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Key considerations for a proper succession plan

On Behalf of | Dec 19, 2017 | Estate Planning |

A succession plan is an important plan for any business owner to have in place. Not only can it help to secure the business and provide a smooth transition of power, but it can also set retirement allotments for the owner, as well as secure payment for the family when the business owner dies.

In order for a succession plan to fulfill all of its purposes, it must be set up properly. There are a few key considerations that business owners should know as they orchestrate their plans.

Needed documents

Many individuals know they need to cover their assets after they pass, but some do not contemplate incapacitation. This is particularly important for business owners, and living trusts may help to provide the security they need. For those business owners who have several partners, a buy-sell agreement may be necessary. 

Possible transfer issues

After an individual passes, the family is usually left to either terminate or maintain his or her affairs. When this includes a family-owned business or substantial business interests, it can be quite challenging without the proper elements in place. A solid succession plan should not only include who the business should go to, but also how to deal with outside parties. Whether or not the next of kin has been working in the business or not, a day-to-day operations breakdown may help to ensure the party is able to fully step into the shoes of the deceased business owner.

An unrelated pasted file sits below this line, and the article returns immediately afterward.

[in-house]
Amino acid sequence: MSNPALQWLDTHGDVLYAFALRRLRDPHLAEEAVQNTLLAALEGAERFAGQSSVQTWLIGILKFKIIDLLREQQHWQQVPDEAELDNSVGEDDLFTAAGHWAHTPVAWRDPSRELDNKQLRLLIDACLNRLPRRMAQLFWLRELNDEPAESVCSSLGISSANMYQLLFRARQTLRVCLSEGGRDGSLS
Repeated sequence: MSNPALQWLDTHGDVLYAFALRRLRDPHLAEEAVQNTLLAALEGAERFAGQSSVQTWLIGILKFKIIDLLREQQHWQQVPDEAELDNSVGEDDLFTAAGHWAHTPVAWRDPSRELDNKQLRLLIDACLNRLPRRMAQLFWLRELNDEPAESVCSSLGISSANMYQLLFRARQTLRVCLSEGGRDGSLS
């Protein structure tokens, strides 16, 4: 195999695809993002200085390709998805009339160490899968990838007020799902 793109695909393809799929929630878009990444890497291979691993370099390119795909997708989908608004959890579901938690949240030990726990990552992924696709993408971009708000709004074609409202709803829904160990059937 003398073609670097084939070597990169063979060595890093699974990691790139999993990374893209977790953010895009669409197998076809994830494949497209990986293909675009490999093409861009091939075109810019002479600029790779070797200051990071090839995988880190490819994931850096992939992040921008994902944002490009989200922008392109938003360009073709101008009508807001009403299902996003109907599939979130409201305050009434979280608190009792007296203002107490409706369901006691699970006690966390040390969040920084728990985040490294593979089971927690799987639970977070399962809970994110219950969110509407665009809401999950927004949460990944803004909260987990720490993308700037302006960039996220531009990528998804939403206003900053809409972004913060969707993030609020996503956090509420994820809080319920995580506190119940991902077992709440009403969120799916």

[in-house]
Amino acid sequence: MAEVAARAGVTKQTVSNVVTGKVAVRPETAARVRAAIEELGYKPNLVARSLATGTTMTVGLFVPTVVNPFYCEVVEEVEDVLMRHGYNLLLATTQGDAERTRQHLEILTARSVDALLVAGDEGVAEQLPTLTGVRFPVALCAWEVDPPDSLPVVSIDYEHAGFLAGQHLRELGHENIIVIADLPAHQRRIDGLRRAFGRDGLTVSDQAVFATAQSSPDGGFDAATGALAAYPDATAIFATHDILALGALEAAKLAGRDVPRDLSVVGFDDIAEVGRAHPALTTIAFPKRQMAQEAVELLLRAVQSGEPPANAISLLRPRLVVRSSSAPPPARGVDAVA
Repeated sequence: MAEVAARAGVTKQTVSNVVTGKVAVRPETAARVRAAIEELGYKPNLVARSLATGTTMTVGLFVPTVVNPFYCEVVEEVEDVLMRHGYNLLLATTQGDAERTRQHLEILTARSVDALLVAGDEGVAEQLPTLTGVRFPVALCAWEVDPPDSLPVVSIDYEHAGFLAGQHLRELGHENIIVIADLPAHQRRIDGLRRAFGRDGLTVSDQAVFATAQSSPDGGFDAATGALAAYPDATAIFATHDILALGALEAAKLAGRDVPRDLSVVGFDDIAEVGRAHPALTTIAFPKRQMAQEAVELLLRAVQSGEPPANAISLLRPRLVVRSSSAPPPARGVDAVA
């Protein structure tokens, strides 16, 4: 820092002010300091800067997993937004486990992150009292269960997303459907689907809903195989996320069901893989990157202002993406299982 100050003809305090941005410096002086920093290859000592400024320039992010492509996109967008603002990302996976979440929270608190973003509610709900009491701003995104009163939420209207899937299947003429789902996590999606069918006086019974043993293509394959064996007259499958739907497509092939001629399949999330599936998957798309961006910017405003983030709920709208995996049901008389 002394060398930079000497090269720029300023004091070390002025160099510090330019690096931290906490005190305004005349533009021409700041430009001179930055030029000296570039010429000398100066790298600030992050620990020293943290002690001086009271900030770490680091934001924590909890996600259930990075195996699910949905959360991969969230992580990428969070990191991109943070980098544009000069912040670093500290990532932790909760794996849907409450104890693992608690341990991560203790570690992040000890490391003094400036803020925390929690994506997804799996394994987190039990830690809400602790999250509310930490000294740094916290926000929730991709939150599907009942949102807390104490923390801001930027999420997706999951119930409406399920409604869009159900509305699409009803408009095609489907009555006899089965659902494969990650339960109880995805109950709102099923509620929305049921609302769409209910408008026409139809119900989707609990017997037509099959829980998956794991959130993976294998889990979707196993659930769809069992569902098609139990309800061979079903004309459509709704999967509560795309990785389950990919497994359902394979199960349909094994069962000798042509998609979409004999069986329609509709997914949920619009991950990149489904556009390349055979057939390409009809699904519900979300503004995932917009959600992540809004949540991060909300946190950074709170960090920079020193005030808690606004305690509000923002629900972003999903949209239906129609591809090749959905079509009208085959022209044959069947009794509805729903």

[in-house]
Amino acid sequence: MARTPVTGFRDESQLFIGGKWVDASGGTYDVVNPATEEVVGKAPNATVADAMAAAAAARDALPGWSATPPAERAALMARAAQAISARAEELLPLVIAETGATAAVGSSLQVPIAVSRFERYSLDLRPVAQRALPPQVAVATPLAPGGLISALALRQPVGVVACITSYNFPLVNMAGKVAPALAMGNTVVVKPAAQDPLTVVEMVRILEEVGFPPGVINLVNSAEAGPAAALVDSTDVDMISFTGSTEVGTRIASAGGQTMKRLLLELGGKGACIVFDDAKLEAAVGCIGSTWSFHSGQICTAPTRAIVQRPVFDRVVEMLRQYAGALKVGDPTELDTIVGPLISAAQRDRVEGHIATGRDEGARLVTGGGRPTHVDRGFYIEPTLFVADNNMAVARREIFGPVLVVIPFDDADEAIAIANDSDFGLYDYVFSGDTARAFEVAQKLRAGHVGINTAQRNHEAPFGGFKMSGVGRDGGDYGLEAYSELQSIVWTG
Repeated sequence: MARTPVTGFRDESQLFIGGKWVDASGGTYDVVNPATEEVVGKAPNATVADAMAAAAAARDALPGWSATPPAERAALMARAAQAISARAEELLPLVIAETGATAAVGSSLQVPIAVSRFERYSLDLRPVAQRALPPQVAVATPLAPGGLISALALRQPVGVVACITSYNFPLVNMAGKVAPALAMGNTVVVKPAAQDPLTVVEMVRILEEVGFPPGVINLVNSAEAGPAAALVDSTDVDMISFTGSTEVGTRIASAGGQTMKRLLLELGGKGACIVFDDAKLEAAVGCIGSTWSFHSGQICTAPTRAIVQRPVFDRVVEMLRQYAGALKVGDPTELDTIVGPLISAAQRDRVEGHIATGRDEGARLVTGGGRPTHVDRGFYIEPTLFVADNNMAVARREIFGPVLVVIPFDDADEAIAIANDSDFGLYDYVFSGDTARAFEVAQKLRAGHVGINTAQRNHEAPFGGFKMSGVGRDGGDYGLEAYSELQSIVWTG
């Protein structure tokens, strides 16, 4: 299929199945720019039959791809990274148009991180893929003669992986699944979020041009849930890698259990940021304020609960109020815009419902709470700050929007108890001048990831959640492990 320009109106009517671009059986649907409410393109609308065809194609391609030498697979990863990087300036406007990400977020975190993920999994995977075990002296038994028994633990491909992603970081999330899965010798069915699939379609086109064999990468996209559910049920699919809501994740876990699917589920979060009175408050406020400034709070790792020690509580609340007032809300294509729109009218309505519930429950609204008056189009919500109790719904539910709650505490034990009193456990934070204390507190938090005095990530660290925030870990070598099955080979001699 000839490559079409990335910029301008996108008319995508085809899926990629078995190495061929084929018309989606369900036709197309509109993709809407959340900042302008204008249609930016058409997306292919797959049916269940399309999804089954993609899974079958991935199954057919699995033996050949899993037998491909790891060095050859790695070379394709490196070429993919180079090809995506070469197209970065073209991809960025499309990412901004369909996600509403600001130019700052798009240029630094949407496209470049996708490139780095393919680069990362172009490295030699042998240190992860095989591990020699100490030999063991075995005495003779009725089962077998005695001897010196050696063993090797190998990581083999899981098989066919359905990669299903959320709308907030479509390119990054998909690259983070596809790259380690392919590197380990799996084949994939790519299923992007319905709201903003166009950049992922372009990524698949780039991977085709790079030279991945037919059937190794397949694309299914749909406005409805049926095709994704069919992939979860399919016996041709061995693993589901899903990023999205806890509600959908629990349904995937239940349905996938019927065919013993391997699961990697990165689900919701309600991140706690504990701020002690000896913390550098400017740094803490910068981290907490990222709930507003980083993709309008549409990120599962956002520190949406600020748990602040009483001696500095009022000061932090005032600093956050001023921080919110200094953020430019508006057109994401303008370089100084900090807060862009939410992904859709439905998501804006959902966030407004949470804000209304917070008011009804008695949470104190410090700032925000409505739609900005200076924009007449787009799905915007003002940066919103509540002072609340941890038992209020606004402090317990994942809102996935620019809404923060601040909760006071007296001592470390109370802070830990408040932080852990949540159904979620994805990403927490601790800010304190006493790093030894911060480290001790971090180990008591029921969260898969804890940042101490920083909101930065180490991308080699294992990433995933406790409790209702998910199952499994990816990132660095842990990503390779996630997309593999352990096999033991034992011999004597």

Tax considerations

Estate taxes can take a large portion of the inheritance that a business owner intends for loved ones. To avoid this, it is important that individuals understand the estate tax laws of their state and any applicable tax breaks. A knowledgeable attorney may be able to help uncover all of the ways to protect an estate.

These are a few of the key considerations that a business owner should be aware of. Someone who is planning or revising an estate plan should take some time to consider these elements and any others that may affect the estate.